We designers too often sell ourselves as practitioners of software. And we fear that once the secret is out, we will no longer be able to useful to our clients. Our magic will be gone. Clients will learn the secrets of design, and no longer need designers. It’s as if the designers are afraid of a client getting ahold of InDesign and being able to do it all themselves. This is hogwash.
This misconception is mostly the fault of designers ourselves. We use software. We rely on it. And, unfortunately we occasionally slip into thinking that our profession is based upon software. Worse, we allow our clients to think so.
There are no secrets in design.
Without even going into vastly important client service and communication skills required to be a designer1, there are vast sets of technical knowledge that go beyond knowing how software works.
There are types of ink that should be used in certain applications. Some papers hold up better to embossing than others. One CMS may be better suited for a certain website than another. Typography should have hierarchy that makes writing easier to parse. Color can evoke a mood. The lower case letter e should tuck nicely into an uppercase letter T in the word Teresa.
None of these things are secrets. But applying these things takes skill. And often it takes experience. I’ve been in the business long enough now to watch it happen. I’ve seen young designers hone their skills and improve. They are not learning new secrets. They’re not learning new software. They are, indeed, sharpening the skills needed to apply their knowledge.
The field of design is a trade and a craft. It’s applying a set of skills. There is no magic tied up in software that will do the work for you.
But what about the snazzy new design software?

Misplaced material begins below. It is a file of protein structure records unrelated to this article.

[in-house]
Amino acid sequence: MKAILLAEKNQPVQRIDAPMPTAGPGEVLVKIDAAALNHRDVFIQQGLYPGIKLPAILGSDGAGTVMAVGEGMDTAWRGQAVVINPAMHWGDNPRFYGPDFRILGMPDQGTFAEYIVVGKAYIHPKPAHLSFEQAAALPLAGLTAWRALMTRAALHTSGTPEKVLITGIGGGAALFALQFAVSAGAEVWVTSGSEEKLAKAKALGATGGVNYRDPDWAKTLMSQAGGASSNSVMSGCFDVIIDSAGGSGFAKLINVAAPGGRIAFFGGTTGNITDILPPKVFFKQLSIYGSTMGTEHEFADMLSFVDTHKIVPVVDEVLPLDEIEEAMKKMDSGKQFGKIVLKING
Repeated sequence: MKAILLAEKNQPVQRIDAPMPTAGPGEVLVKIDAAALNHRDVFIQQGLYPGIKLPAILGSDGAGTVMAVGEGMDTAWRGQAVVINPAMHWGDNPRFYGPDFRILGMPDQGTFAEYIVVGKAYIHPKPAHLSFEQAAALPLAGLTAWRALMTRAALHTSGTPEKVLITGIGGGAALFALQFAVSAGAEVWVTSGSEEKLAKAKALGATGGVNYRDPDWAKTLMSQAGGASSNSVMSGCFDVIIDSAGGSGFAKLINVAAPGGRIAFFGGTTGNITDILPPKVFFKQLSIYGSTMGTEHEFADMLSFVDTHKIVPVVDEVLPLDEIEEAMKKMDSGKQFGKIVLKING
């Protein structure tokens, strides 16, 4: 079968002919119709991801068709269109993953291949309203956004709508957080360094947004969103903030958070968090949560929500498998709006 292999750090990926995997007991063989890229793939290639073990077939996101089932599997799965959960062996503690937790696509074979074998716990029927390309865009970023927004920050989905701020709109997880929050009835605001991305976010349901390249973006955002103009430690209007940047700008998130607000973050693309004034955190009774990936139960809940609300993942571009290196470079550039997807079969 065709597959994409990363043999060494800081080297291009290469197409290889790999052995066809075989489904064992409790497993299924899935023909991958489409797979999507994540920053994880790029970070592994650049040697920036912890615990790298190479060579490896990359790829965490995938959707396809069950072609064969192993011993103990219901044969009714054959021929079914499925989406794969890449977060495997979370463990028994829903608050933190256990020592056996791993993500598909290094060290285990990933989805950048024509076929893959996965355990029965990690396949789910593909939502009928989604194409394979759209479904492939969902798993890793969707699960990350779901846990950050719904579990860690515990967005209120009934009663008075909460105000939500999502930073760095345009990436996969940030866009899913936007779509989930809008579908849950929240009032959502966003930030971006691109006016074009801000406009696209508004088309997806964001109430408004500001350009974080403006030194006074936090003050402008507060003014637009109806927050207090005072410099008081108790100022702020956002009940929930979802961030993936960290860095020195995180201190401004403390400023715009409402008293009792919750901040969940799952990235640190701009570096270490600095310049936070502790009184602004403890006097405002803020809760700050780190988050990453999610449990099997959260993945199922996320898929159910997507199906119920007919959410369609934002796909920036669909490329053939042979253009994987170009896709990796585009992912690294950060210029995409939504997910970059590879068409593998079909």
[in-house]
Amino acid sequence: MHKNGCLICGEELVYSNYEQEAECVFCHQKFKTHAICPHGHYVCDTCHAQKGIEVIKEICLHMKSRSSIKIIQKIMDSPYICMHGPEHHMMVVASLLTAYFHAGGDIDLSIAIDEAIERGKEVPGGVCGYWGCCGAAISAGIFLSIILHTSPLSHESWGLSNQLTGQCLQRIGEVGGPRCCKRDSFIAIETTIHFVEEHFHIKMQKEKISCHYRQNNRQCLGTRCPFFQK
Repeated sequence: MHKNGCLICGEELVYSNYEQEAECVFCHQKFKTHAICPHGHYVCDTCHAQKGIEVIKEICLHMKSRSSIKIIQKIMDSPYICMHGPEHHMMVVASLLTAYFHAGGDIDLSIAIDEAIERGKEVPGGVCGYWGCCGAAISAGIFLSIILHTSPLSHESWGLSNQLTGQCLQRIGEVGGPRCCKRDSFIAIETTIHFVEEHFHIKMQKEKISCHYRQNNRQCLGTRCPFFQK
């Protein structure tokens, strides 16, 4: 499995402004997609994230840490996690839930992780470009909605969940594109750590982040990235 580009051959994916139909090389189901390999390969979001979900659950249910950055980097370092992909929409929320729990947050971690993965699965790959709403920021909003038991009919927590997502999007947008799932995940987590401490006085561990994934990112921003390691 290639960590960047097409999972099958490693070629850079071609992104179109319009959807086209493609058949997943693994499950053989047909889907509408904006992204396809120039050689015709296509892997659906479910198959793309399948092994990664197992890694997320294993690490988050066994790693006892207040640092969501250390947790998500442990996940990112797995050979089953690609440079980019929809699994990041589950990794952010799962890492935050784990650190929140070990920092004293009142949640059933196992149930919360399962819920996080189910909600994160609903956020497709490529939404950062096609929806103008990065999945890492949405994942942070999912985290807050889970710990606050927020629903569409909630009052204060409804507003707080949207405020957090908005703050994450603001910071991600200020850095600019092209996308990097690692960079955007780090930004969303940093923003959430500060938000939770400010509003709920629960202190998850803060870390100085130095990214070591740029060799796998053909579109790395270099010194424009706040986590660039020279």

The things software does these days is amazing. Let’s be honest. You can go to SquareSpace (or any other of the dozens of build-it-yourself services out there) and have a pretty site built inexpensively, and no need for a designer. There are stock photo sites galore, so photos and illustrations are yours for the downloading, and you never need to hire a photographer or illustrator.
This happens on the print side of design as well. There are over-night logo shops all over the web. Paula Scher even designed some fill-in-the-blank stationery that could be downloaded from HP.
I would argue that if you’re on a super tight budget, that some of these services may even be the best bet for a client (well, the HP templates are stretching things—no, I wouldn’t recommend those). Or better yet, if a client has a limited budget, why not recommend them to build the site themselves on the cheap and pay a designer to design a decent logo? When their business picks up, maybe they will remember you as the designer who gave them solid advice and hire you to design their website.
I know designers who are intimidated by the fact that these things are now possible. And it is intimidating. But a designer should not be be intimidated. A designer is not a button pusher. If you allow yourself to become one, you will be inevitably replaced by software. Remember it takes skills to design, and designing requires more skills than operating software.
But what is a designer to do?
Don’t deny these things are happening. Software is getting very sophisticated. These days, you can not only take photos with your cell phones, but you can color correct and do touch up on them as well—on your cell phone. A pro may scoff, but the potential is there.
Sell yourself for what you are. A designer. Your skill lies not in knowing where the saturation slider in Photoshop is, your skill lies in knowing when and how far to slide it. Your skill lies not in how to create a few pages of html that look good on an iPhone, your skill lies in making sure the typeface is appropriate to the content.
Everyone has Helvetica on their machine, but not everybody knows when Helvetica is the right choice. Everyone can make a logo on the top of the page as big as they like, but not everyone knows when the logo is too big on the page. Anyone can turn on a WordPress site, but not everybody knows that the homepage of their site is no place press releases.
Ultimately, this is what you do as a designer. The software just helps. The skills a designer practices are not using software, they are just made easier by software.
Talking to people and explaining why you’re making a particular choice to a client is a major part of design.↩